Huawei launches StorySign app in Australia with Emma ‘Yellow Wiggle’ Watkins as Ambassador

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Huawei’s AI-powered app is now Auslan compatible, helping hard of hearing children and their parents to enjoy story time together

SYDNEY, Australia — March 7, 2019

Huawei, a leader in global technology, has today announced the launch of StorySign app in Australia, which uses the power of AI to enrich story time for deaf and hard of hearing children and their parents by creating an authentic reading experience.

Officially announced last year and now available in Auslan, the sign language of Australia’s deaf community, Huawei’s StorySign app harnesses the power of AI to open the world of books to deaf children and their families. Featuring popular children’s book ‘Where’s Spot?’ and using the help of StorySign’s friendly avatar Star, the app uses AI to translate popular children’s books into perfect sign language page by page, delivering a seamless user experience.

To mark the Australian launch of Huawei’s StorySign app, Emma ‘Yellow Wiggle’ Watkins has partnered as an ambassador. As a passionate advocate for sign language and well recognised child entertainer, Emma is committed to supporting young children in the deaf community.

“This is an initiative that is close to my heart and it’s wonderful to see the power of technology used to make such a positive impact. I have found signing is a powerful way to connect with our young audience, so I’m delighted to be an ambassador of this StorySign app that is helping young deaf children participate in reading and literacy.”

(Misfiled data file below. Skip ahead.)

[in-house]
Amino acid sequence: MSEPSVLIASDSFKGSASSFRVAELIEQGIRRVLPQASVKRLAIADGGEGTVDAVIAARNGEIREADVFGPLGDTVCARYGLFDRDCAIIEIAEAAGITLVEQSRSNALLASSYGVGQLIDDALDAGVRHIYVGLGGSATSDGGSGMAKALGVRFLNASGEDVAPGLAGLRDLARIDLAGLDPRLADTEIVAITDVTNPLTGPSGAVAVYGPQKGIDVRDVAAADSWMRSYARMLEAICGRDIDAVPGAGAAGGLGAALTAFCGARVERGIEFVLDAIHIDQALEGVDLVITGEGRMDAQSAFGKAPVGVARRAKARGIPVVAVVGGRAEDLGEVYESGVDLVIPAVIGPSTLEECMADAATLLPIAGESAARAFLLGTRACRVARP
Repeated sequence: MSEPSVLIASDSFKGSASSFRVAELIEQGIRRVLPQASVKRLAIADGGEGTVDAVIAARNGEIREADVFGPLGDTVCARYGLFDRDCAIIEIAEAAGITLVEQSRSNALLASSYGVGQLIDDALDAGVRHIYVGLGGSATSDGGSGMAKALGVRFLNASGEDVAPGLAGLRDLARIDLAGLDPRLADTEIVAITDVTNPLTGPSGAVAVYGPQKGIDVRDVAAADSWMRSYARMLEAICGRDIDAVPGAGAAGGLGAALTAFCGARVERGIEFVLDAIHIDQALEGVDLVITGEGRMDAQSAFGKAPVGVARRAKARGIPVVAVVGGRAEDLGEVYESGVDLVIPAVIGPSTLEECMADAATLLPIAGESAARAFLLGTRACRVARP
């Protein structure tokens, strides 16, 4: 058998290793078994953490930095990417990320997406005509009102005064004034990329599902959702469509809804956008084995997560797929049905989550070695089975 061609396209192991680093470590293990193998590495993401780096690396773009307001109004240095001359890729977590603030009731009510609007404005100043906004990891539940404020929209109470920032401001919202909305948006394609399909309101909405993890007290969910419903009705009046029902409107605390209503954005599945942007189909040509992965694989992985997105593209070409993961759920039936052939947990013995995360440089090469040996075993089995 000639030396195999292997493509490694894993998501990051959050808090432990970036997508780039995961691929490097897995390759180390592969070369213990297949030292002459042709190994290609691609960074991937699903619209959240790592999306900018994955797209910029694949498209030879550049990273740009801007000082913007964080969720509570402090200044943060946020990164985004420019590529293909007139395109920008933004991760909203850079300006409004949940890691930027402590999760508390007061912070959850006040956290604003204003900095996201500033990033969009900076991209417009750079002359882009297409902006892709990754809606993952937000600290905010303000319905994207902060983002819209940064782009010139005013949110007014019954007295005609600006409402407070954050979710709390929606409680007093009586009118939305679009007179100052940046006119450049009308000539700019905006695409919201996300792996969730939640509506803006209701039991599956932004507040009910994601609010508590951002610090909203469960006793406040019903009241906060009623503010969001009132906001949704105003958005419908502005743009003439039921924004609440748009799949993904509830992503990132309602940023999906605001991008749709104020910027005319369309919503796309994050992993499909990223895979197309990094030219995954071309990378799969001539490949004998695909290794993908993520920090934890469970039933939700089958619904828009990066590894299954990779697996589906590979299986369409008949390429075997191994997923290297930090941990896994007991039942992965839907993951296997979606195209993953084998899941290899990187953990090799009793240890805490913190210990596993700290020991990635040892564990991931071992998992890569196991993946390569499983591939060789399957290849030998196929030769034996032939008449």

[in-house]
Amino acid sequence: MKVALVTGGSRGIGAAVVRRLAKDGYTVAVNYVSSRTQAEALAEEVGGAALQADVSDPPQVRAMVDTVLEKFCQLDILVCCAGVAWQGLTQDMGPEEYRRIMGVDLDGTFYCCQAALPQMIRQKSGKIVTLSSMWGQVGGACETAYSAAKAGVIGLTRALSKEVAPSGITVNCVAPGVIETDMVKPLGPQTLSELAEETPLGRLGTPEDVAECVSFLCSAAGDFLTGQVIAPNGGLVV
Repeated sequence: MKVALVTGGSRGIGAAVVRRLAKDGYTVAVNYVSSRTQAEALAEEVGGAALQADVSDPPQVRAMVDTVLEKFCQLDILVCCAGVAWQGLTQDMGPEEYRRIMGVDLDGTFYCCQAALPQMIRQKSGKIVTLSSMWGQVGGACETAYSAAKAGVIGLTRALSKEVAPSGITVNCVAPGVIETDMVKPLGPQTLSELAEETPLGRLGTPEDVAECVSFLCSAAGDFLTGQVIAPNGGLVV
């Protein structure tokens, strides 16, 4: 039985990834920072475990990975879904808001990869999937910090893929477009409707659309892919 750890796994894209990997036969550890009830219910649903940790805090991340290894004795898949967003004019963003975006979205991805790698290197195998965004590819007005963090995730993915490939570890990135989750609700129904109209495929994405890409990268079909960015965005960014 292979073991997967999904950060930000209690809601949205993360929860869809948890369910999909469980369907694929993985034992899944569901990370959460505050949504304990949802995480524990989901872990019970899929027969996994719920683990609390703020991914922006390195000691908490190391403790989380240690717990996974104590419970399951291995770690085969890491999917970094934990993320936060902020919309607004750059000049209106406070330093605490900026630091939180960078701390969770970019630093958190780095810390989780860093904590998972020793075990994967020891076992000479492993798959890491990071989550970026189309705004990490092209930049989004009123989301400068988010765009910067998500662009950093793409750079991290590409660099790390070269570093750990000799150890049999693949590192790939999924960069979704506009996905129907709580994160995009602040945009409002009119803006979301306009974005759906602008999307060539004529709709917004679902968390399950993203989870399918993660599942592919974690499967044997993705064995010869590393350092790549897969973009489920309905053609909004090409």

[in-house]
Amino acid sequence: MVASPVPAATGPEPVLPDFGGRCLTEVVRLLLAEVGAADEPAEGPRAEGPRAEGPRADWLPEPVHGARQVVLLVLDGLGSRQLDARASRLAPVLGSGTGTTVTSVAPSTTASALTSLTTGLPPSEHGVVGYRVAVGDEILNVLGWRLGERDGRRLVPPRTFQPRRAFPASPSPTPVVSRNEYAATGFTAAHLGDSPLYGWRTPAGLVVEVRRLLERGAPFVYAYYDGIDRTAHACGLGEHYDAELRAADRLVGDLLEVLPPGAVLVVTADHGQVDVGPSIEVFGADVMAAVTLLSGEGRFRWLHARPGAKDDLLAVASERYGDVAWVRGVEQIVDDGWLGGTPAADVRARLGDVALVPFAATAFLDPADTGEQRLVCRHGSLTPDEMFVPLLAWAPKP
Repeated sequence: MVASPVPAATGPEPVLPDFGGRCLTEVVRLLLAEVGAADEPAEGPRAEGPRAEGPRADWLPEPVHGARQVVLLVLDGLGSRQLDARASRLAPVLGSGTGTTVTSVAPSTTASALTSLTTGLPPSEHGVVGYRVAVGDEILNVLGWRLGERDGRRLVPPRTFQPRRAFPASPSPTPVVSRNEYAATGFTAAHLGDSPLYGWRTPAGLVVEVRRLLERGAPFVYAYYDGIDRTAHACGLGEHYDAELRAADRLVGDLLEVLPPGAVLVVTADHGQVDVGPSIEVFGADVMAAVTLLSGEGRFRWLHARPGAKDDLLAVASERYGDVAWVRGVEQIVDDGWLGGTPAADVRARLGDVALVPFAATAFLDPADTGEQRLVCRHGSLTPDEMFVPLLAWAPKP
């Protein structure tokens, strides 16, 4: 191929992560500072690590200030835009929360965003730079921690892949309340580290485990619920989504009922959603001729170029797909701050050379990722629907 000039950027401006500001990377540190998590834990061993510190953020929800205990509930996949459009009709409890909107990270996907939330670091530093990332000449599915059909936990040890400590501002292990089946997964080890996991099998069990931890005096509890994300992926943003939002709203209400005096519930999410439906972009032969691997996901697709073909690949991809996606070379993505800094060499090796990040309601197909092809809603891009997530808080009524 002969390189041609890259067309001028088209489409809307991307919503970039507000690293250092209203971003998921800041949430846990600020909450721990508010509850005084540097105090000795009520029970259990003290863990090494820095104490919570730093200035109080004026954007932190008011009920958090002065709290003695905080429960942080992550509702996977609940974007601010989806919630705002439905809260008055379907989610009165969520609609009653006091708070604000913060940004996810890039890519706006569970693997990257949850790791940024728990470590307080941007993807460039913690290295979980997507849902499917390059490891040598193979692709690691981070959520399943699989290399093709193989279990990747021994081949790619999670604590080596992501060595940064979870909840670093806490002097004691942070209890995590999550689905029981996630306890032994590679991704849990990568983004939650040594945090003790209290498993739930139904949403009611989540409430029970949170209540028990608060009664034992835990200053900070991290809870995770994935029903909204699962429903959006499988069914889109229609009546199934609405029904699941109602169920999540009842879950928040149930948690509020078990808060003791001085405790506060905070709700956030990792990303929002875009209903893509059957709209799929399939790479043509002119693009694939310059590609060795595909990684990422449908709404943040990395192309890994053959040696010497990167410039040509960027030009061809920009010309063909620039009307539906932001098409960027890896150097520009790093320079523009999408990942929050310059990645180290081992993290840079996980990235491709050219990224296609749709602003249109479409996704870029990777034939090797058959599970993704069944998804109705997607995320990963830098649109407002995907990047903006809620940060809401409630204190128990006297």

In Australia, around 400 children are born deaf each year*. With no written form for sign, children that are hard of hearing often struggle to connect sign language with the written word; posing reading challenges and ultimately impacting their literacy levels. The StorySign app, in conjunction with a smartphone and a physical book, delivers the best story time experience for both parent and child.

“With StorySign, Huawei is using the power of its AI and innovative technology in a meaningful way,” comments Lisa Connors, Huawei Australia Corporate Responsibility Manager. “We’re delighted to make this incredible StorySign app accessible to our local deaf community in Australia.”

Optimised for Huawei AI, features including Image Recognition and Optical Character Recognition (OCR) will create the best possible reading experience. The Image Recognition allows children to position the phone at an angle from the book and the app will still recognise the words perfectly, whilst the OCR permits the app to function with greater accuracy. The AI performance will also power the speed at which pages from the book can load in the app, meaning that children won’t be left waiting too long to find out what happens next in the story.

To raise awareness of deaf literacy, Huawei Australia continues its partnership with national charity organisation, Deaf Australia, to encourage support and donation for those affected with hard of hearing.

“The deaf community often struggles with content to address children’s literacy development needs. With the StorySign app now compatible with Auslan, Huawei is making digital tools accessible to Australian children. We are proud to continue our work with Huawei on the StorySign project as it unfolds in Australia.” said Kyle Miers, CEO of Deaf Australia.

As a sign of ongoing commitment to the StorySign initiative, Huawei is investing in local research to support a wider conversation about ensuring equality in every aspect of their lives for people in the deaf community.

StorySign is available on Android smartphones can be downloaded for free from Google Play Store. To watch the film and learn how you can help, visit www.storysign.com. Donations can be made via the StorySign campaign hub on the Huawei website, as well as through the ‘about’ section on the StorySign app. All money raised will support deaf child literacy projects in Australia, including more books for StorySign.

*https://www.education.vic.gov.au/Documents/childhood/parents/needs/hearinglossfacts.pdf

 

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